The challenge younger children face regarding role-play is figuring out when a role change needs to occur and what it means to adjust. In elementary schools, students are learning how to be students. In the younger grades, students spend the majority of their time learning academic content in one classroom with a single teacher. In this way, they are exposed to a single environment with a consistent set of rules to guide their behavior and teach them how to play the role of ‘student’. However, schools also pose these students with situational changes throughout the day that pushes them to learn and practice applying different sets of rules to different situations. How a student is expected to behave in the classroom is different from how they are expected to behave during recess. Likewise, there are behaviors that students are allowed to have during recess that are unacceptable during lunch or PE. What is most important to note here is that as these rules and expectations are changing, so is the students’ environment. Most days, recess and lunch are not in the academic classroom and even if lunch is held in a gym, the presence of tables differentiates it from PE or recess. An environmental change marks a clear change in ‘social expectation’ and allows students to practice adapting to changing expectations.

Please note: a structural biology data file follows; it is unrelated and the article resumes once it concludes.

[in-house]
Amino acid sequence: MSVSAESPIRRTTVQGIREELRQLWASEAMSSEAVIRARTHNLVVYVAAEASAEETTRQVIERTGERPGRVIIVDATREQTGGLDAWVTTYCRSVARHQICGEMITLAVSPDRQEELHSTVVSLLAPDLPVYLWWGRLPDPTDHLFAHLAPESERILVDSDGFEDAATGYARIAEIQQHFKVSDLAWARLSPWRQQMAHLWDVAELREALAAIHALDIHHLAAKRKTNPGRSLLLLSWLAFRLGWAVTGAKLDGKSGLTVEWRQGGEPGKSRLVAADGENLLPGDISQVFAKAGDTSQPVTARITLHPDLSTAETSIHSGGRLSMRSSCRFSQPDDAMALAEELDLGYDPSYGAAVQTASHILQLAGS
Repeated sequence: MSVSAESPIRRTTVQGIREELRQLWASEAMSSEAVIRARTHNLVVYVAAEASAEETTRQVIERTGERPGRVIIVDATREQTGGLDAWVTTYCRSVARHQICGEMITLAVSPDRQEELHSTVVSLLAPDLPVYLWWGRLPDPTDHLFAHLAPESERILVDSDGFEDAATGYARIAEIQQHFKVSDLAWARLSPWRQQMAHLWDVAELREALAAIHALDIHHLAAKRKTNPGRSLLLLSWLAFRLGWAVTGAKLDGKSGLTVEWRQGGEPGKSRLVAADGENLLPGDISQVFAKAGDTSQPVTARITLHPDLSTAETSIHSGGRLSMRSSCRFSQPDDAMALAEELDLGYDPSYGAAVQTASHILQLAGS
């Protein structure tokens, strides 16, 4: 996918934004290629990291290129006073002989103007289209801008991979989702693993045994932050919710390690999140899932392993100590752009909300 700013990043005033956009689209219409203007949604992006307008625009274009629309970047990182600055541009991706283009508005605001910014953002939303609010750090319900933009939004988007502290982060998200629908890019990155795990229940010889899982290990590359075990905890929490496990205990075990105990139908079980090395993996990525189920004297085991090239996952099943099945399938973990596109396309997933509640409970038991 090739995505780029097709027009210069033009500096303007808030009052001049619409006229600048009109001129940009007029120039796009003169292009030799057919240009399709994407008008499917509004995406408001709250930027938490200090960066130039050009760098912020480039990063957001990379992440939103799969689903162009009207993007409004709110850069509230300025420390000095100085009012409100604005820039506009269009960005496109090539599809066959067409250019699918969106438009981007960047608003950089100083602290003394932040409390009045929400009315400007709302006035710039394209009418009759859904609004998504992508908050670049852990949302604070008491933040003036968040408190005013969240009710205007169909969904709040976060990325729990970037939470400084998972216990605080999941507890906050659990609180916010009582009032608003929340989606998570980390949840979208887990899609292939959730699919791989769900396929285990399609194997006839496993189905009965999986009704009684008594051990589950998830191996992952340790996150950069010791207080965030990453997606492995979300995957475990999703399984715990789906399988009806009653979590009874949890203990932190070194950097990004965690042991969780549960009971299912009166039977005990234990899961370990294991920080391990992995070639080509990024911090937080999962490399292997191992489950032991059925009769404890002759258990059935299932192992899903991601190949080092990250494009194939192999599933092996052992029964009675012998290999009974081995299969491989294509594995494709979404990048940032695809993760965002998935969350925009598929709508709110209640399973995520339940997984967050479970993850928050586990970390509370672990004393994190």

Secondary Students (Ages 12-18)